Anikó, thank you very much for having agreed to give an interview for the EU-Russia Civil Society forum. The Hungarian Helsinki Committee is going to celebrate ith 30th anniversary soon. What was the idea of founding the organisation in 1989?
The Hungarian Helsinki Committee was one of the first human rights organisations in Hungary. Its mission is to protect human dignity and rule of law through legal and public advocacy methods, and this is why it was established as a watchdog non-governmental organisation. We now might see that, after 30 years of the Committee’s foundation, our work is probably more needed now than, let’s say, ten years ago. Therefore, we are still serving our original mission.
Legal assistance to refugees and to migrants is one of the cornerstones of your mission, and this is very relevant nowadays. How have you been coping with those things now? What are the achievements?
Actually, the Hungarian Helsinki Committee started providing legal assistance in 1994, so five years after its foundation. At the Helsinki Committee, we have two large programmes – the Justice and Rule of Law Programme and the Refugee Programme, which provides legal assistance and legal representation to asylum seekers and refugees. Migration has indeed become a central issue in Hungary, a very political topic. Therefore, it seems more important right now in Hungary than it actually is, because – as a result of governmental policies, politics and legislative changes – we have very few asylum seekers in Hungary. There is hardly anyone let into the country, so access to the territory of Hungary and access to the Hungarian asylum procedure is extremely limited. Still the government keeps this topic on the agenda, as if Hungary were at war, as if we were attacked by hundreds and hundreds of asylum seekers.
There were quite a few expectations ahead of the Parliamentary elections in Hungary. But the change has not come. What is the impression of the people in the country about what is happening? What is to expect now from the new legislative period of the same party?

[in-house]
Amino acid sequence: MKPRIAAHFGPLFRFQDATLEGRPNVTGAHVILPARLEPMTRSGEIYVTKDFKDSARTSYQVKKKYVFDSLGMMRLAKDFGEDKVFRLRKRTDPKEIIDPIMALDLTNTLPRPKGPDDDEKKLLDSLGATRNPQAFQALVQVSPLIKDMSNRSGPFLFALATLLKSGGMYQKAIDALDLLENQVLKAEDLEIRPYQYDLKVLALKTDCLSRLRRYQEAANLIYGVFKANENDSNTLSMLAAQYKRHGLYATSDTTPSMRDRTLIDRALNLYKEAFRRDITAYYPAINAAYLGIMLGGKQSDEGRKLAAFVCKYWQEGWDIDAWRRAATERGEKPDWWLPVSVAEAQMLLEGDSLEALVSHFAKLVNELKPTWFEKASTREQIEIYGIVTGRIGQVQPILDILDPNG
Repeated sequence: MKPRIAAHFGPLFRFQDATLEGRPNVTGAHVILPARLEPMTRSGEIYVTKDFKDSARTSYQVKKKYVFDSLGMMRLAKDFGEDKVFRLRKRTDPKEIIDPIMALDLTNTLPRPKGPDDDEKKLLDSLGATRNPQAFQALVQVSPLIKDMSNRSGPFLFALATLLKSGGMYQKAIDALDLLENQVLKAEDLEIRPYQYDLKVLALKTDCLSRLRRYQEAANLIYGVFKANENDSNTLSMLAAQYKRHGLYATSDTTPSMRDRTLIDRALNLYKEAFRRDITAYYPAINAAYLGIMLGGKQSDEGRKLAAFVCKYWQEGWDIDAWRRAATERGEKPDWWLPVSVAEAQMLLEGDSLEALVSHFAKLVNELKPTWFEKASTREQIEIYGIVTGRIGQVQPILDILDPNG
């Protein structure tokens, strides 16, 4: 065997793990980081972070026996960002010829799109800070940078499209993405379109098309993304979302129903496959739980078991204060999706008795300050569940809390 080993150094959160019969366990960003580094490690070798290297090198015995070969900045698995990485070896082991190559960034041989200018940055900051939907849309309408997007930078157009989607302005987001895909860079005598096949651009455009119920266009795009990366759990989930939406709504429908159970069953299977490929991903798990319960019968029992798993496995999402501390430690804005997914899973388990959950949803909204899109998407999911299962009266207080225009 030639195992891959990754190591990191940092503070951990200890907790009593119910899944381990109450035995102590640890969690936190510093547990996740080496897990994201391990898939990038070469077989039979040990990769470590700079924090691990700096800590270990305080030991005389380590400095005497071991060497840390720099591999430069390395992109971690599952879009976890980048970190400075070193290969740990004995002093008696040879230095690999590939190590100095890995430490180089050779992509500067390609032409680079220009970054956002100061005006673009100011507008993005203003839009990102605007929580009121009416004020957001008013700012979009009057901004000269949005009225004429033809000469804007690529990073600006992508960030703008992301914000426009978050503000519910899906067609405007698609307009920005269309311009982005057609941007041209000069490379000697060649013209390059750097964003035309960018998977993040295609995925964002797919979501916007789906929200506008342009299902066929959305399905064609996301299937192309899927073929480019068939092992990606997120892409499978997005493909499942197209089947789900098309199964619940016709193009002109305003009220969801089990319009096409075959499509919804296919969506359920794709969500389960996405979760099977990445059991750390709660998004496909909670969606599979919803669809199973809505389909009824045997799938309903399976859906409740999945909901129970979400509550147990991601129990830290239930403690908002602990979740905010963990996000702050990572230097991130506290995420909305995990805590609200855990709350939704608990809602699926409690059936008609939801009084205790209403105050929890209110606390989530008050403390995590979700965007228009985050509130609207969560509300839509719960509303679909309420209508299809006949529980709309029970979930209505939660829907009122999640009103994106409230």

I think, what we could have seen since April, since the same party Fidesz has won the elections with two-thirds majority, is that they are actually following the same path that they used to follow before. They are destroying rule of law, democratic values in the country, and the asylum system is just a small part of this entire big destruction that is happening with the justice system, with checks and balances. This is a full-scale attack, if you will. Refugee rights, the right to protection is just one part of it. What we see right now is that the situation has not changed at all, rather the opposite has been happening. With the acceptance of what they call the ‘Stop Soros’ package, which is basically criminalising assistance to asylum seekers, criminalising the helpers, an extra tax is going to be levied upon donors and organisations. This is the same path as the one we have seen before the elections.
What gives you the power to continue your work under these severe circumstances, then?
We strongly believe in what we do, and we think that this is the right thing to do. If you are positive and sure that what you are doing is the right thing, then I think it is easy to continue, even in the face of such attacks and such injustice.
If talking about the European Union – Russia relations, what do you think are the topics, which are high on the agenda? What would you like to achieve within the EU-Russia Civil Society forum?
The collaboration between EU member states and Russia and civil society, between Russian NGOs and NGOs from EU member states is more important because of this polarisation and because of the attack on the democratic values, which has been unfortunately happening not only in Hungary. We very much believe in the strength of this cooperation, and for us this is very much a kind of back to the basics’ thing: The Moscow Helsinki Group was one of the first initiatives, and this is where our organisation comes from. We were very happy to join the EU-Russia Civil Society Forum and see, how through this collaboration and cooperation we can stand up for the values that we believe in.
Have you felt the Forum support already? Did the membership in the Forum bring you anything?
Yes, we feel this support. With some members from Poland and Russia, we have started collaborating, sharing experiences on how to exist and survive in a shrinking civic space. Unfortunately, our colleagues from Russian NGOs have had quite a significant experiences with this challenge. Unfortunately, because the situation is hard to cope with, but fortunately, because we can learn from each other’s experience.
What would you like to wish the Forum member organisations?
What I wish for each organisation is that they found something they can benefit from and they can give to other organisations; and that they found their membership useful and that they can develop from this membership.
The interview was shot on 20 July 2018 by the Secretariat of the EU-Russia Civil Society forum in Berlin (Germany)